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Art and Images in Psychiatry
January 2007

The Tempest

Author Affiliations



Copyright 2007 American Medical Association. All Rights Reserved. Applicable FARS/DFARS Restrictions Apply to Government Use.2007

Arch Gen Psychiatry. 2007;64(1):11-12. doi:10.1001/archpsyc.64.1.11

How beautiful she was, and how seductive she looked beneath her mourning veil! She enchanted me! And I had the impression that she was not indifferent to me either.1(p73)—Kokoschka, conversations with Brassai, 1930-1931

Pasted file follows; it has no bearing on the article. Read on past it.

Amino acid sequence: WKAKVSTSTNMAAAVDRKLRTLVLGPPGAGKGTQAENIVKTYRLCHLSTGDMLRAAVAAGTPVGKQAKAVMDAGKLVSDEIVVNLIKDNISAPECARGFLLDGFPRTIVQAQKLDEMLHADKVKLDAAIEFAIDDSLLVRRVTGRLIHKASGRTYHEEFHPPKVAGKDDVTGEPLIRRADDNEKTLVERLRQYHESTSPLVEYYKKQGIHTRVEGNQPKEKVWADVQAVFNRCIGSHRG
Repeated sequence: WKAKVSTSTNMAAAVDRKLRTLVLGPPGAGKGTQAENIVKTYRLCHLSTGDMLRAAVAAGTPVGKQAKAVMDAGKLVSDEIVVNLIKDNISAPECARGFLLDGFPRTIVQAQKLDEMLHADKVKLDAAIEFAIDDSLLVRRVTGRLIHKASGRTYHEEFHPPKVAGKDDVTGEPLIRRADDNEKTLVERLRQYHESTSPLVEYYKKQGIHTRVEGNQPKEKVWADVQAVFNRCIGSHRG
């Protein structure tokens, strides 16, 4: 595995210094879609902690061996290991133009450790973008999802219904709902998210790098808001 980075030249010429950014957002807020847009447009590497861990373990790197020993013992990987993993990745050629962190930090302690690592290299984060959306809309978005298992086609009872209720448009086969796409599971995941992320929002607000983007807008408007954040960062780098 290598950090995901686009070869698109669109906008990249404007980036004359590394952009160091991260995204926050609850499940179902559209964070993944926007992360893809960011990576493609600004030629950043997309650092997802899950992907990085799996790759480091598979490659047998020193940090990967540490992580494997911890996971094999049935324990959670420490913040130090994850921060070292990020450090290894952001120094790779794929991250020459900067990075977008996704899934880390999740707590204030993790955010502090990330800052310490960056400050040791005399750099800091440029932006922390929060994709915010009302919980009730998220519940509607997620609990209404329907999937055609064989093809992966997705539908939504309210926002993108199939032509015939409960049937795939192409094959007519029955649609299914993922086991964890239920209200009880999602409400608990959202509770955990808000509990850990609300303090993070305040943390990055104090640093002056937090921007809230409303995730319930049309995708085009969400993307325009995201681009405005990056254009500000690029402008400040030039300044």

After dinner, Alma Mahler (1879-1964) invited Oskar Kokoschka (1886-1980) to join her at the piano. She played Isolde's final song of transfiguration from her favorite opera, Richard Wagner's Tristan and Isolde, when Isolde sings over the body of Tristan and joins him in death.2(pp147-151) Kokoschka listened to her play and watched her with rapt attention (epigraph). He had been invited to dinner by the artist Carl Moll, Alma Mahler's stepfather, who was hoping that Kokoschka might paint her portrait. That evening, April 12, 1912, was the beginning of their passionate affair. The opera's archetypal theme of illicit love and death accompanied them throughout the stormy relationship that followed.

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